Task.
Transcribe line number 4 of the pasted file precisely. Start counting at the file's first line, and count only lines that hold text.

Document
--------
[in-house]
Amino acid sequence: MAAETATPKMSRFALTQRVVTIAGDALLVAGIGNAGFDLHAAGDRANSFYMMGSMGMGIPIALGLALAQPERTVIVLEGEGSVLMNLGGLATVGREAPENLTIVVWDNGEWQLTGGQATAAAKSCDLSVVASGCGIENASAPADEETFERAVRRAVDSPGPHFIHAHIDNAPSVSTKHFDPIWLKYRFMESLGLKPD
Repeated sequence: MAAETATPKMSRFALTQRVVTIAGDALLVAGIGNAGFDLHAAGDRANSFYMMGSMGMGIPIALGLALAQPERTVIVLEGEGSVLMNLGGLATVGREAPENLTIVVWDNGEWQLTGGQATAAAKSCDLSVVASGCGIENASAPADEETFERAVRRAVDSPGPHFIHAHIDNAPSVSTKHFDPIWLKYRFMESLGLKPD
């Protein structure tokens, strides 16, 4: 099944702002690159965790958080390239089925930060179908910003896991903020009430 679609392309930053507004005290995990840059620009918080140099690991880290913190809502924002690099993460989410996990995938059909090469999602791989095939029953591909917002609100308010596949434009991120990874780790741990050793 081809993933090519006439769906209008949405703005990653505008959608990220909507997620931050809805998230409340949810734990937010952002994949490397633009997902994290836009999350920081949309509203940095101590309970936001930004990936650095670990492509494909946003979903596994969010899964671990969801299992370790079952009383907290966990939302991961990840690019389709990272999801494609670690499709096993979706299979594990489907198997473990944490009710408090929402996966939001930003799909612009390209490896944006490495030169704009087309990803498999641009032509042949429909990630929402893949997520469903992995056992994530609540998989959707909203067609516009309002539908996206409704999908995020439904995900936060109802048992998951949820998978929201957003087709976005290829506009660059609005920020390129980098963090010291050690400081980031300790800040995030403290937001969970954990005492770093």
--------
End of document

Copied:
């Protein structure tokens, strides 16, 4: 099944702002690159965790958080390239089925930060179908910003896991903020009430 679609392309930053507004005290995990840059620009918080140099690991880290913190809502924002690099993460989410996990995938059909090469999602791989095939029953591909917002609100308010596949434009991120990874780790741990050793 081809993933090519006439769906209008949405703005990653505008959608990220909507997620931050809805998230409340949810734990937010952002994949490397633009997902994290836009999350920081949309509203940095101590309970936001930004990936650095670990492509494909946003979903596994969010899964671990969801299992370790079952009383907290966990939302991961990840690019389709990272999801494609670690499709096993979706299979594990489907198997473990944490009710408090929402996966939001930003799909612009390209490896944006490495030169704009087309990803498999641009032509042949429909990630929402893949997520469903992995056992994530609540998989959707909203067609516009309002539908996206409704999908995020439904995900936060109802048992998951949820998978929201957003087709976005290829506009660059609005920020390129980098963090010291050690400081980031300790800040995030403290937001969970954990005492770093």